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For the last couple of months during the lockdown, I have been extremely busy continuing to speak with retailers, working several board opportunities, setting up an in-house studio, opening a new YouTube Channel, hiring research resources, and participating in a plethora of podcasts and webinars. Because of COVID-19, my primary focus has shifted to providing intensive data-backed analysis to the “new normal” ahead.
This article summarizes the latest data from multiple leadership sources on the near term economic and retail challenges from COVID-19. All the trends confirm a post-pandemic “New Normal”.
What will be the 2020 GDP impact to key economies? Which consumer categories are positive? Which continent will lead the recovery? How many USA stores have reopened? Will it be a V, U, or L shaped retail recovery? How long will it take for key USA retail sectors to recover? Is online retail permanently eating the consumer world? Where do we go from here?
Worldwide COVID-19 GDP / Consumer Expenditures Impact
Euromonitor this past week shared an insightful summary on the projected 2020 global economic outlook. My two favorite charts focused on Real GDP Growth Rates / Consumer Expenditures comparisons between 2019 and 2020.
Not surprised by the Euromonitor data. Countries that were severely impacted such as Spain and Italy and had longer shutdowns, will have the biggest negative GDP growth. Interesting to see that China will still grow in 2020 and this can be attributed to their more draconian response to the health crisis.
Essential versus non-essential spending is reflected in the consumer trends. The data confirms that tourisms and travel have a long recovery road ahead.
World Looking Forward to 2021
Forrester in a JLL Webinar the last week shared similar negative 2020 projections with their optimistic GDP forecasts.
Of great interest in the Forrester data are the incredible 2021 GDP growth numbers in all regions. Again, Asia leads the world both with less impact from COVID-19 in 2020 and faster growth that the rest of the world in 2021.
The Uneven USA Retail Recovery Journey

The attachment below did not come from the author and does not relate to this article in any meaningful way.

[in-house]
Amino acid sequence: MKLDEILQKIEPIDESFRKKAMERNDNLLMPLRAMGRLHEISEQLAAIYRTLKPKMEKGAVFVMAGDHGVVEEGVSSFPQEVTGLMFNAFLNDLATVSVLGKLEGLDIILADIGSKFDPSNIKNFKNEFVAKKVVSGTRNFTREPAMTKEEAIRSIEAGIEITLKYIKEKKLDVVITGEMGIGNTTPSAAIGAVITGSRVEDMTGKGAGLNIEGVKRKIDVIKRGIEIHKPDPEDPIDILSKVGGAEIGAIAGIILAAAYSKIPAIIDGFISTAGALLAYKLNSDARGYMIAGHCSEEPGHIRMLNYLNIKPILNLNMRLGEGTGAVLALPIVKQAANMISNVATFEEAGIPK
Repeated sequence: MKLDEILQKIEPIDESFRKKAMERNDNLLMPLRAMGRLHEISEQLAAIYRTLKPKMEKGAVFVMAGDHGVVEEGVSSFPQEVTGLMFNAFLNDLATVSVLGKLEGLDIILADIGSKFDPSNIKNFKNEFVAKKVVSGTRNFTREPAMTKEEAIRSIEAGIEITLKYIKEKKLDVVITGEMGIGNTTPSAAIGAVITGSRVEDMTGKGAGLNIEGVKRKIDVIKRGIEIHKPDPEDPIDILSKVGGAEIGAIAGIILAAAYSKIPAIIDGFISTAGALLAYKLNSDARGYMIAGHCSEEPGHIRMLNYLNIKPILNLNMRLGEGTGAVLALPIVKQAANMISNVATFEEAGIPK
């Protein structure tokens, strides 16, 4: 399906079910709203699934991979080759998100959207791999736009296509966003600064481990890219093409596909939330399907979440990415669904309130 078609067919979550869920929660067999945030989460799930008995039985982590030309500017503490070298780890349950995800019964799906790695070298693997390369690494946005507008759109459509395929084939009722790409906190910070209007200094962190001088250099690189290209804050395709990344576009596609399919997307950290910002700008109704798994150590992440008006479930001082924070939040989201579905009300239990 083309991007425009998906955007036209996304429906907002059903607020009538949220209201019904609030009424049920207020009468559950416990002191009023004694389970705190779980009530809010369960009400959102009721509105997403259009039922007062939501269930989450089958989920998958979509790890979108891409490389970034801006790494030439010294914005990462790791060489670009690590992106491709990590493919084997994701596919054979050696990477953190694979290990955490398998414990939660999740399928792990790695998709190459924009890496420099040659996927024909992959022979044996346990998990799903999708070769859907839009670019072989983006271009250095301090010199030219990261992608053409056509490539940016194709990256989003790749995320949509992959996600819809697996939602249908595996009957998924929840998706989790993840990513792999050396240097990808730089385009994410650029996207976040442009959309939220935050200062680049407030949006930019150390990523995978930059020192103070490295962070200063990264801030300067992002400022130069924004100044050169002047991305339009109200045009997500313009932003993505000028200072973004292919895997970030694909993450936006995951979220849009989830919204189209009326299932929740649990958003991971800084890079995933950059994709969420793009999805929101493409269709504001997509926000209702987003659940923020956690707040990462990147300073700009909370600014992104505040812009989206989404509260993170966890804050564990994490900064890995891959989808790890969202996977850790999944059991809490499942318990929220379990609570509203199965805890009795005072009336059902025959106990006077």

As of May 6th, nearly 51% of USA stores are still closed. Note the negative monthly forecasts, especially in April. The hardest negatively impacted sector for 2020 is apparel with -25.5% growth. The only positive sector is Food and Grocery, up 8.4%.
USA retail will have an uneven return to growth as demonstrated by this latest forecast from the IHL Group.
Overall retail recovery to 2019 levels will not be reached until December 2022. Food, drug, convenience and mass merchandisers will stay positive, but their growth rates will substantially decline from the current spikes. Department stores and specialty stores including apparel will not recover until 2023 at best. Restaurants will recover in 2022.
Will the Online Tsunami Last?
The pandemic has accelerated multiple digital trends, especially e-commerce. Even my ninety-year old father in Italy has been ordering groceries remotely and having them delivered.
The growth of e-commerce will continue, but the current spike will subside with many of us returning to physical stores. Forrester in a JLL Webinar revised their USA E-commerce forecast for 2020 to 21% of total retail sales, up from previously projected 19%. By 2024, E-commerce will be 25% of sales.
The analyst from Forrester cited three reasons why e-commerce growth will not be exponential: current digital experiences are still mediocre (which I fully agree with, especially in grocery); there no such thing as a single channel shopper and physical experiences will get better; e-commerce delivers lower margins for retailers.
The Post COVID-19 “New Normal” Future of Retail
The current pandemic is not the first health issue that the world has faced. Many of us have read about the Spanish Flu in 1918-1919 which killed 40 to 50 million people. As it was then and today, loss of life is painful, but remember that the Spanish Flu was followed by the “Roaring ’20”.
COVID-19 has become a brutal accelerator agent of digital transformation trends that were already underway. Research indicates that it takes 66 days or roughly two months for a behavior to become an automatic habit. That is roughly how long most countries have been in various stages of lockdowns.
On a global scale, everything is being disrupted in a very short amount of time. The new habits being created during our surreal social distancing phases will very negatively impact the boring middle of retail models that failed to innovate and keep up with ever-increasing digitally empowered consumers.
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